“This law is the first of its kind,” Keighley said, explaining that the plaintiffs “are not aware” of any similar law in any other state.
She argued that Act 383 “will do nothing to advance the state’s purported interest in women’s health,” and could actually endanger women by making the services of the state’s widely spaced abortion clinics unavailable to them. Depending on which clinic’s services might be suspended, women seeking abortions might have to travel a long distance to obtain abortions elsewhere in a limited amount of time, she said.
Baugh said the new law requires each clinic to be licensed separately, so a violation by one clinic wouldn’t apply to another clinic owned by the same entity.
“There’s no question the law treats all abortion facilities different than all other licensed health-care facilities in the state,” Keighley argued, noting that the other clinics are all given a chance to correct violations before being branded with a license revocation or suspension.
Under the law of the 8th U.S. Circuit Court of Appeals, which has jurisdiction over federal courts in seven states including Arkansas, the Constitution’s assurance of equal protection applies to all clinics that “are similarly situated in all relevant respects,” even if the state wants to group various health clinics in different categories, Keighley said.
“The undisputed facts show there is no rational basis for this singling out” of abortion clinics, she argued. Among other things, she said, “There is not even a provision in the act that the violation be related to health care.”
While the state subjects all health clinics to at least annual inspections, it also dispatches inspectors to abortion clinics at any time in response to any private complaint, which the providers argue puts the clinics in imminent danger of being shut down in response to a complaint from someone who just wants to shut down abortion clinics.
She noted that it is “not so simple” to comply with every regulation, and that the Health Department has “wide discretion” to decide whether to cite a clinic for any particular violation.
Baugh argued that any license suspensions under the law remain in effect only while the violation is active.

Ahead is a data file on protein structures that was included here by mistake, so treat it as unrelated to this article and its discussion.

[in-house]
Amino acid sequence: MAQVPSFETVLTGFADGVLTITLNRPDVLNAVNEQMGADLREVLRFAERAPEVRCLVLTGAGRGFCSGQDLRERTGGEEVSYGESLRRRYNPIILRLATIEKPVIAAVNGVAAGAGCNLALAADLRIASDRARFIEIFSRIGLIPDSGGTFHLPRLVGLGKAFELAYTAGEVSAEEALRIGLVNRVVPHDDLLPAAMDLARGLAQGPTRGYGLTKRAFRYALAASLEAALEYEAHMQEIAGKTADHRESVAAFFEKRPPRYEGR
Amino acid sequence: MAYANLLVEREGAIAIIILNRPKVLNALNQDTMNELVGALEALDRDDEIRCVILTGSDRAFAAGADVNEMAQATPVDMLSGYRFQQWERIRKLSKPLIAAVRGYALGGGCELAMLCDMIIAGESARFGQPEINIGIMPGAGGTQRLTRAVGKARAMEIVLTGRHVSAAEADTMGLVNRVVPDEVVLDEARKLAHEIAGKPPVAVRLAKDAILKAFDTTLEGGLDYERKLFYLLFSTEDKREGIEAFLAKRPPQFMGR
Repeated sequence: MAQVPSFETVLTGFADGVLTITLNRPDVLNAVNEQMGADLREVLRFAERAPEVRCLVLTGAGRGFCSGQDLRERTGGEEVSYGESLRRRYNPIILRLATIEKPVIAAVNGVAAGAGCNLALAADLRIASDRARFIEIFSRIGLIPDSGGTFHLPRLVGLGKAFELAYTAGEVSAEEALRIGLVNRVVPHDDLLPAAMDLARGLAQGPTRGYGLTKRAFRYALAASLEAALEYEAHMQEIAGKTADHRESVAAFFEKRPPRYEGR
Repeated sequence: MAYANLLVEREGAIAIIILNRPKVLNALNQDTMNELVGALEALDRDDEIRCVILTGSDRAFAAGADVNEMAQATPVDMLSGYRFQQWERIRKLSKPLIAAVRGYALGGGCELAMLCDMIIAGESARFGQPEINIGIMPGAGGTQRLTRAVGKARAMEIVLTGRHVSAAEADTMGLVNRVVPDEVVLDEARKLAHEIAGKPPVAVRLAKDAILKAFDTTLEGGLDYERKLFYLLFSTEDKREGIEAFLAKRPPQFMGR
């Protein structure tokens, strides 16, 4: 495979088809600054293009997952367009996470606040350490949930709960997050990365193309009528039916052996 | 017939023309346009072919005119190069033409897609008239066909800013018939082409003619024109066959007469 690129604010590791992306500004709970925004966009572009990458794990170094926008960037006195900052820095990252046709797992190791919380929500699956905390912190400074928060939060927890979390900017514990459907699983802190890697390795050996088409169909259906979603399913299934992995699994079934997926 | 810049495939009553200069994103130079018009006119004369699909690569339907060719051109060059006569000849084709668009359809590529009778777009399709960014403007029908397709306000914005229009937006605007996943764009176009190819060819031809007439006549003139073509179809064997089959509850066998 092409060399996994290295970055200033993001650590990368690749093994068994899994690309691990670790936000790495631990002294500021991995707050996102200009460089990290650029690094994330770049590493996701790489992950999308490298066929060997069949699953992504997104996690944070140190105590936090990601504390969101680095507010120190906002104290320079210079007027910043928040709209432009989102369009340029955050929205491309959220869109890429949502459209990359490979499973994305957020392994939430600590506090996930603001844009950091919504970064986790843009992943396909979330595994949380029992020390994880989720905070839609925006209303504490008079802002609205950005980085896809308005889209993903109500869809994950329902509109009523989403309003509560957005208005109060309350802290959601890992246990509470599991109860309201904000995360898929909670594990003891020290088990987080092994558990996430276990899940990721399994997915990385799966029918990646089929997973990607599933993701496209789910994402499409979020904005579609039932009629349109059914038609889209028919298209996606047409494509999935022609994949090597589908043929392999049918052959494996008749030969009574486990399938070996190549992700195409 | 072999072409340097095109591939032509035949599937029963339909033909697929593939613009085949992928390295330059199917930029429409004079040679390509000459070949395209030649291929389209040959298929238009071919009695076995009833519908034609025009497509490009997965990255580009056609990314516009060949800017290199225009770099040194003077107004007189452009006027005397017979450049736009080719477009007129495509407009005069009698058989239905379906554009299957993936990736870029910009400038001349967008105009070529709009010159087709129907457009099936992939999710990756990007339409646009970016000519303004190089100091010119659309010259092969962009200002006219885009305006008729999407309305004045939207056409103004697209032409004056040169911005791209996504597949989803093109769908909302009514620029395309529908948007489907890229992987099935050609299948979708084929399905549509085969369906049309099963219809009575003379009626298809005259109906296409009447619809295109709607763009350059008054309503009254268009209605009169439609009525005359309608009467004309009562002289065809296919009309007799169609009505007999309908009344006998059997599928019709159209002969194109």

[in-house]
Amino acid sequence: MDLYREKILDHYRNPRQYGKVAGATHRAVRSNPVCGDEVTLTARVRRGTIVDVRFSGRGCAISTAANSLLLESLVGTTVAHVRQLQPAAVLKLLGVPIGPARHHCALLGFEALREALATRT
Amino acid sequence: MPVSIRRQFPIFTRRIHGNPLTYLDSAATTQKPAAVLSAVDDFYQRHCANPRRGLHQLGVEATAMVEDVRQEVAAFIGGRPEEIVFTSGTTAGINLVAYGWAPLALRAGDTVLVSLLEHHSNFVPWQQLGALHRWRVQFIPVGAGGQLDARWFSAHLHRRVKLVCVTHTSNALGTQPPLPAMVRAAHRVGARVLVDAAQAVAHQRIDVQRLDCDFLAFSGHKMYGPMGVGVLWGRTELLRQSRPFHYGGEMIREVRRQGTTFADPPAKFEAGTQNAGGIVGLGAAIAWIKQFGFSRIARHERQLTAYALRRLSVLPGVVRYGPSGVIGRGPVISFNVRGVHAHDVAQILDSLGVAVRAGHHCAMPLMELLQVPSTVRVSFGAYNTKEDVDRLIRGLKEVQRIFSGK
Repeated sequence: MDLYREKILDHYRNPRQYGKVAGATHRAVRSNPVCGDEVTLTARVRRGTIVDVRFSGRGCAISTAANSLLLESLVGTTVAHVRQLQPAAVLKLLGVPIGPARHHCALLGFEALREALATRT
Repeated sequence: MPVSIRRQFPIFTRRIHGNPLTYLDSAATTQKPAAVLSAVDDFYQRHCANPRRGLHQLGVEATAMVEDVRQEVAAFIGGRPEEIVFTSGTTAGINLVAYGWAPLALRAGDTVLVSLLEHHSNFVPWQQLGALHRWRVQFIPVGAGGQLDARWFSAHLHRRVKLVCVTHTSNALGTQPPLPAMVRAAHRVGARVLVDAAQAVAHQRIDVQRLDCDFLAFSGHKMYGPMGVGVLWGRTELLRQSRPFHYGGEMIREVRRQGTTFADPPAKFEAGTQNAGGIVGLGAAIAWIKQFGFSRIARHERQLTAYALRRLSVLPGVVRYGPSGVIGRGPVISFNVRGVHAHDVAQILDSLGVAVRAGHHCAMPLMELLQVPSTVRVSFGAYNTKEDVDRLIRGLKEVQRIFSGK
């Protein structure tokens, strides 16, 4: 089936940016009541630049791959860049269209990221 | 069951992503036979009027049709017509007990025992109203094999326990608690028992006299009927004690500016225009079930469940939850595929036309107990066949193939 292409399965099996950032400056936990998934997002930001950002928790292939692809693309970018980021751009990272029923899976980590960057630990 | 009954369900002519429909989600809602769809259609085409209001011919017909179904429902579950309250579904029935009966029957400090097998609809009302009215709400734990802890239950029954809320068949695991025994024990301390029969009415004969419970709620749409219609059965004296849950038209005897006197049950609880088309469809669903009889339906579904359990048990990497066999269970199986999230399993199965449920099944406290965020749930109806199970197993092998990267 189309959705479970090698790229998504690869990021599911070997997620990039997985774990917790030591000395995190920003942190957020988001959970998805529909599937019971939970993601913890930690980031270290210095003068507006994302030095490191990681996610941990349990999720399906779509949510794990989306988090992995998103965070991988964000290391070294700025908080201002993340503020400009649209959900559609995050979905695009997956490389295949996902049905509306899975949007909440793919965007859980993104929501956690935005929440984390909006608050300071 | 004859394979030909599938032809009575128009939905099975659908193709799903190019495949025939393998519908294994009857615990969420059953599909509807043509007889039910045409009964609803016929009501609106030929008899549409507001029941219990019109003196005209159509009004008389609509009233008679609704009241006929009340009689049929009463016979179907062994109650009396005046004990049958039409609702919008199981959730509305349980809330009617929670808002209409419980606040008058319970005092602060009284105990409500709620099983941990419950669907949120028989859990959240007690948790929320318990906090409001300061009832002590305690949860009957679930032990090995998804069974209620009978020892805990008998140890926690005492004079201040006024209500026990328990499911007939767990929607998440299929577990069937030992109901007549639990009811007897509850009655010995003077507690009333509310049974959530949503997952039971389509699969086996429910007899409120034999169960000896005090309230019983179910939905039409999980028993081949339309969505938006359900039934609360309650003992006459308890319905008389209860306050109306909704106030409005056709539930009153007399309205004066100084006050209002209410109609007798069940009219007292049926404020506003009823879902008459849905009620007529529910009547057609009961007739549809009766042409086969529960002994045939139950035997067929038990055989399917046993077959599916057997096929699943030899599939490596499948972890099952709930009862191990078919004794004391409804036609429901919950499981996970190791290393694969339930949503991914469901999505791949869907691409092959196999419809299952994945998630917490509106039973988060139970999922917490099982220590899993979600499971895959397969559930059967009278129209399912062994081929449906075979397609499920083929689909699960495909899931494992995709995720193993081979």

But some violations are errors that cannot be remedied, and the law doesn’t allow for the setting aside of a mandatory penalty once a violation is cited, Keighley argued. She said that even though the law allows for a 30-day “stay” of any revocation or suspension while the clinic contests or remedies the violation, the clinic’s reputation would be damaged by the revocation or suspension.
Moody questioned some of Baugh’s arguments, such as when Baugh proclaimed that “Act 383 has never been applied to an abortion clinic.”
“Isn’t it fair that Act 383 can only be applied to an abortion clinic?” Moody asked, prompting Baugh to concede that was true.
Moody asked Baugh, “What is the state’s interest in singling out abortion clinics for mandatory” penalties, which he said is the same as “removing the discretionary component for abortion clinics.”
Baugh replied that the regulations that previously applied to abortion clinics “had no teeth,” leading the state to focus on helping women who develop complications after leaving an abortion clinic.
But, Moody said, any patient who leaves an outpatient surgery center and then has complications would be in the same position and would likely go to an emergency room for after-hours help.
“I’m still trying to get to the government’s argument on why they need to treat abortion clinics differently,” he said.
Baugh told the judge that abortion clinics need specific regulations because they “operate in relative secrecy, compared to others,” citing privacy fences surrounding some clinics.
“Yeah, because the others aren’t being bombed or shot at,” Moody replied. He told Baugh, “Certainly, this lock and key and barriers you’re referring to doesn’t keep out the Health Department.”